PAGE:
Rowell, Rainbow. (2011). Eleanor & Park. New York, NY: St. Martin’s Press. ISBN 9781250012579.
Eleanor & Park is an unexpected love story between two teenagers who feel that they don’t quite belong. Eleanor Douglas is a plus sized girl with red curly hair and a fashion sense all her own. Park Sheridan is a biracial teenage boy trying to find his place in Omaha, Nebraska. He doesn’t fit in but he doesn’t stand out until the new girl at school, Eleanor, sits next to him on the bus. After sharing his comic books with her and letting her listen to his mix tapes, they enter into a crazy and sweet romance. Ripe with nerves and uncertainty, the pair decides that despite the odds they want nothing more than to be together.
I’ve read a lot of books lately and this book, without a doubt, takes the cake on being the best of them all. I love absolutely everything about Eleanor & Park’s romance. I love how much Park loves Eleanor. I love that he isn’t afraid of it. I love that he hesitates at first but once he’s in, he’s all in. He gives it everything. He fights for her. He fantasizes about her. He thinks she’s perfect and he thinks she’s weird. Park is the kind of guy every insecure high school girl wishes she had in her life.
Author John Green says, “Eleanor & Park reminded me not just what it’s like to be young and in love with a girl, but also what it’s like to be young and in love with a book.” It does that and so much more. From the moment Park holds Eleanor’s hand for the first time, I was hooked. I didn’t put it down again. I devoured their story with girl-like wonder and enthusiasm. I wanted to be Eleanor (except for the whole crappy home situation). I wanted to have Park in my life. I thought how wonderful it would’ve been to be sixteen and have someone love me like that. Something so real, so raw, and so new. Park is a rockstar of a boyfriend. Sure, he doesn’t always do things right, but what sixteen-year-old boy does? Eleanor is a mess. Her life is a mess. And she can’t hold it together on her own. Park becomes her glue and together they are a beautiful pair.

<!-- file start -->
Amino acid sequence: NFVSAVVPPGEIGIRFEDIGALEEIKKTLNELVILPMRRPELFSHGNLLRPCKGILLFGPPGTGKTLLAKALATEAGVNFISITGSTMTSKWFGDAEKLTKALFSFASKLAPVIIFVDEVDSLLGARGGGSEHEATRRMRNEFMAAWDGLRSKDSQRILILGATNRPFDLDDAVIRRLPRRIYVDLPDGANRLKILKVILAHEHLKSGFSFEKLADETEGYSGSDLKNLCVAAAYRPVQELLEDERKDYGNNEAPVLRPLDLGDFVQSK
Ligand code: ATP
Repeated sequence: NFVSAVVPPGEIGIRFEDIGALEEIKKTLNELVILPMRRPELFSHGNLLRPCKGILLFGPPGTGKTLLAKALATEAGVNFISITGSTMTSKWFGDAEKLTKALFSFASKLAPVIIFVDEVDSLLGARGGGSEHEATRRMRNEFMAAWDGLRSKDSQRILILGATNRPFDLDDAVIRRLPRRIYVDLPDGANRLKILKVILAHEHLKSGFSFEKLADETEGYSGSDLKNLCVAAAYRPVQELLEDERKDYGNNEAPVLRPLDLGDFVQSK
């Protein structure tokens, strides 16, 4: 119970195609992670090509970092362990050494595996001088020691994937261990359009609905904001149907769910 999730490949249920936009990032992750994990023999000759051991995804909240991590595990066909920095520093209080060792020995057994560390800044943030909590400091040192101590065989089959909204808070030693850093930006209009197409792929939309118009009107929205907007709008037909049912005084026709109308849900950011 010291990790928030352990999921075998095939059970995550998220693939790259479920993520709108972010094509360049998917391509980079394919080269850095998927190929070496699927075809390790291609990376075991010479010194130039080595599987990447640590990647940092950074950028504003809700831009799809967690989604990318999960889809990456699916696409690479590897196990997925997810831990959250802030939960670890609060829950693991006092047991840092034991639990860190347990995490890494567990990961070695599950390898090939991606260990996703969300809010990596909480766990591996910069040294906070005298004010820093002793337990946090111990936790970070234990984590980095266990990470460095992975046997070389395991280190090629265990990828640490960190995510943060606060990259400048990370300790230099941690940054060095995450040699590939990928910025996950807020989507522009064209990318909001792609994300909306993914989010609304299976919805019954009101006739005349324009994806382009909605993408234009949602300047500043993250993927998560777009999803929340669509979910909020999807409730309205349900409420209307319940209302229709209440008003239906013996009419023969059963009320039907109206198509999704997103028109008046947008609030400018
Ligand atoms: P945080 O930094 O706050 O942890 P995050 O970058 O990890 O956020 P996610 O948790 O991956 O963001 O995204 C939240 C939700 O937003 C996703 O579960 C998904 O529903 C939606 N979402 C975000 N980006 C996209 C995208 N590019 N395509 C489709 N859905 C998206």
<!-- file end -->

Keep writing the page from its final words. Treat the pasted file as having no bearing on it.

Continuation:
I spent much of the book envying them and cheering them on. When I finished, I cried. Tearing streaming down my face, I told my husband that it isn’t fair! That Eleanor and Park didn’t get a fair shake. That I can’t believe what she did to him. Denying him. Forgetting him. I hated her. I hated her so much that I threw the book across my living room. I’m a librarian, throwing a book is a big no-no but I was angry. I was sad. My heart was broken. I was Park. I don’t want to give too much away, but when I explained what happened to my husband, what Eleanor said, what she did, the path their relationship took he said, “But doesn’t that make sense for a couple of sixteen year olds? Can’t you see some high school girl rationalizing that in her head?” And yes, I can. But that doesn’t mean I like it. Because I don’t. I love love love love LOVE this book. I hate the way it ended. But I love the rest of it and I wish I had that kind of love in my life in high school. But since I didn’t, it was at least nice to imagine what it would’ve been like to have my very own Park. I hope every high school girl out there has a Park one day because the world would be a better place and life would be sweeter.
2013 Boston Globe Horn Book Award for Best Fiction Book.
As of today, Rated best teen & young adult book of 2013 by Amazon.com (so far)